Informative talk on head injuries

Tracy Gardiner
Tracy Gardiner
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Tracy Gardiner, acting Gosport and Fareham Soroptimists president, describes the latest meeting

Many people are surprised to learn that the most common age group for sufferers of head injuries is of young men aged between 16 and 24, members of Gosport and Fareham Soroptimists were told.

‘They ride their motorbikes too fast, they cycle without wearing helmets, they drink and fall over, they play rugby and they fight,’ said Deborah Robinson, service manager for the Portsmouth branch of Headway at the Mountbatten Centre.

Headway is a charity which supports people with brain injuries and their families.

The organisation celebrates its 30th anniversary next year and for all those years, they have worked to help patients restore lost functions.

Injuries can be caused by accident, assault, cardiac arrest, stroke, aneurysm, brain tumour and such.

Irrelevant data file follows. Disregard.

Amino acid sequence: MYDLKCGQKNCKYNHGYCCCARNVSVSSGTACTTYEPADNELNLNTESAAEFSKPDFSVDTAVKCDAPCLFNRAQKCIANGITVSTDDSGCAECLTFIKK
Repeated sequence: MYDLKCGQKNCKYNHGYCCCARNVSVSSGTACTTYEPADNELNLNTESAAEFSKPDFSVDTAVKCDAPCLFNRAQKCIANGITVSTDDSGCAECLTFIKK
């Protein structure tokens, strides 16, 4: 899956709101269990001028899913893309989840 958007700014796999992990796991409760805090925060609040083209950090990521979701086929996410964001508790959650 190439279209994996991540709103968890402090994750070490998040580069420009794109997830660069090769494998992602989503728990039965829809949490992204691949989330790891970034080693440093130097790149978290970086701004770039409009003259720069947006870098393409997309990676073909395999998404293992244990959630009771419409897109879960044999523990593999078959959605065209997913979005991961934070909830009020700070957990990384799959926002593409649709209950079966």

Headway offers a wide range of services including rehabilitation programmes, carer support, social re-integration, community outreach and respite care.

Deborah said: ‘How well people recover is determined by the extent of their injury and by their attitude.

‘Positive people do well and sometimes patients recover completely, especially if they are young.’

Her informative talk was illustrated in some novel ways. She showed members a model of a brain, made of blancmange because it wobbled slightly just as a brain would.

Several volunteers were given an insight into how difficult it could be to perform a simple task – they were asked to unwrap and eat a sweet while wearing a pair of cumbersome gardening gloves.

The charity works with professionals such as GPs, social workers, occupational therapists and physios, who refer patients to them.

As well as being affected physically, patients can suffer from poor concentration, personality change, poor perception and judgment and fatigue.

‘By improving their self esteem and confidence we can help them rebuild their lives,’ said Deborah.

‘Some people recover well enough to go back to work, or to become volunteers and some become mentors for others with brain injuries.’

Acting Soroptimist president Tracy Gardiner presented Deborah with a cheque for £25 and said: ‘At our last business meeting we voted to select the Portsmouth and South East Hampshire branch of Headway as the main charity to receive our support in 2015-16.

‘We’ll be asking you to come back when we hope to give you a much bigger cheque.’